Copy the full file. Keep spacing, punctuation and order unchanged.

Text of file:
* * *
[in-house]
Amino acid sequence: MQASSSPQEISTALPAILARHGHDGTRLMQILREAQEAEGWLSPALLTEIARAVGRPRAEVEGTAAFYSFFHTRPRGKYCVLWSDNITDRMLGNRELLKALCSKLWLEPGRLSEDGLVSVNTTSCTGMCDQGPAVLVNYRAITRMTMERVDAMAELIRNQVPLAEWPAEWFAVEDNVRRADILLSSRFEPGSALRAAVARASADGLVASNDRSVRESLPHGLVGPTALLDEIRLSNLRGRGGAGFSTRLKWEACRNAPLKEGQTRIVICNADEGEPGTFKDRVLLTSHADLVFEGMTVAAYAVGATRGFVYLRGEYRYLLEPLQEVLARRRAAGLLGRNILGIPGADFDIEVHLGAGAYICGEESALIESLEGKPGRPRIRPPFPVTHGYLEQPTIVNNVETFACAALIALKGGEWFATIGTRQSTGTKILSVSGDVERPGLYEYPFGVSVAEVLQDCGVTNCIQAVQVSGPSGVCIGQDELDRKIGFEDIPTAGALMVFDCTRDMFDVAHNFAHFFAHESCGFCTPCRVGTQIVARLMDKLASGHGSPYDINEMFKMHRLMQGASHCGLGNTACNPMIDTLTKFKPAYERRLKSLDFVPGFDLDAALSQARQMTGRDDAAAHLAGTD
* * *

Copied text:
[in-house]
Amino acid sequence: MQASSSPQEISTALPAILARHGHDGTRLMQILREAQEAEGWLSPALLTEIARAVGRPRAEVEGTAAFYSFFHTRPRGKYCVLWSDNITDRMLGNRELLKALCSKLWLEPGRLSEDGLVSVNTTSCTGMCDQGPAVLVNYRAITRMTMERVDAMAELIRNQVPLAEWPAEWFAVEDNVRRADILLSSRFEPGSALRAAVARASADGLVASNDRSVRESLPHGLVGPTALLDEIRLSNLRGRGGAGFSTRLKWEACRNAPLKEGQTRIVICNADEGEPGTFKDRVLLTSHADLVFEGMTVAAYAVGATRGFVYLRGEYRYLLEPLQEVLARRRAAGLLGRNILGIPGADFDIEVHLGAGAYICGEESALIESLEGKPGRPRIRPPFPVTHGYLEQPTIVNNVETFACAALIALKGGEWFATIGTRQSTGTKILSVSGDVERPGLYEYPFGVSVAEVLQDCGVTNCIQAVQVSGPSGVCIGQDELDRKIGFEDIPTAGALMVFDCTRDMFDVAHNFAHFFAHESCGFCTPCRVGTQIVARLMDKLASGHGSPYDINEMFKMHRLMQGASHCGLGNTACNPMIDTLTKFKPAYERRLKSLDFVPGFDLDAALSQARQMTGRDDAAAHLAGTD